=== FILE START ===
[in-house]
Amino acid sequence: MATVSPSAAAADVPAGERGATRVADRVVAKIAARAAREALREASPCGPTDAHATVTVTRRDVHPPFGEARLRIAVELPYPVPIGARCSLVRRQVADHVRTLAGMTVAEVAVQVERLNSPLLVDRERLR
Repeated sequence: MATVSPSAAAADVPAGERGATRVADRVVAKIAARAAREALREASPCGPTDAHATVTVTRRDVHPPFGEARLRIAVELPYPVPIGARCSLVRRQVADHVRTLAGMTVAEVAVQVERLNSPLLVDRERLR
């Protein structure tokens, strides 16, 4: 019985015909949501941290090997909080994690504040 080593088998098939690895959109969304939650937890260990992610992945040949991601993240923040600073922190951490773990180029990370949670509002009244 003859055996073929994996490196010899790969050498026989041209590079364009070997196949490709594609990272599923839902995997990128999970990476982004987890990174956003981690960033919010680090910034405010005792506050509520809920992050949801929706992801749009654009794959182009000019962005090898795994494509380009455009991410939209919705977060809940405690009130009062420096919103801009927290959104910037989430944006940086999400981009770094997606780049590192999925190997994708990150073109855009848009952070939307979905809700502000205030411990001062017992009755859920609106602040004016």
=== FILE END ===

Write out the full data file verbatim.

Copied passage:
[in-house]
Amino acid sequence: MATVSPSAAAADVPAGERGATRVADRVVAKIAARAAREALREASPCGPTDAHATVTVTRRDVHPPFGEARLRIAVELPYPVPIGARCSLVRRQVADHVRTLAGMTVAEVAVQVERLNSPLLVDRERLR
Repeated sequence: MATVSPSAAAADVPAGERGATRVADRVVAKIAARAAREALREASPCGPTDAHATVTVTRRDVHPPFGEARLRIAVELPYPVPIGARCSLVRRQVADHVRTLAGMTVAEVAVQVERLNSPLLVDRERLR
């Protein structure tokens, strides 16, 4: 019985015909949501941290090997909080994690504040 080593088998098939690895959109969304939650937890260990992610992945040949991601993240923040600073922190951490773990180029990370949670509002009244 003859055996073929994996490196010899790969050498026989041209590079364009070997196949490709594609990272599923839902995997990128999970990476982004987890990174956003981690960033919010680090910034405010005792506050509520809920992050949801929706992801749009654009794959182009000019962005090898795994494509380009455009991410939209919705977060809940405690009130009062420096919103801009927290959104910037989430944006940086999400981009770094997606780049590192999925190997994708990150073109855009848009952070939307979905809700502000205030411990001062017992009755859920609106602040004016």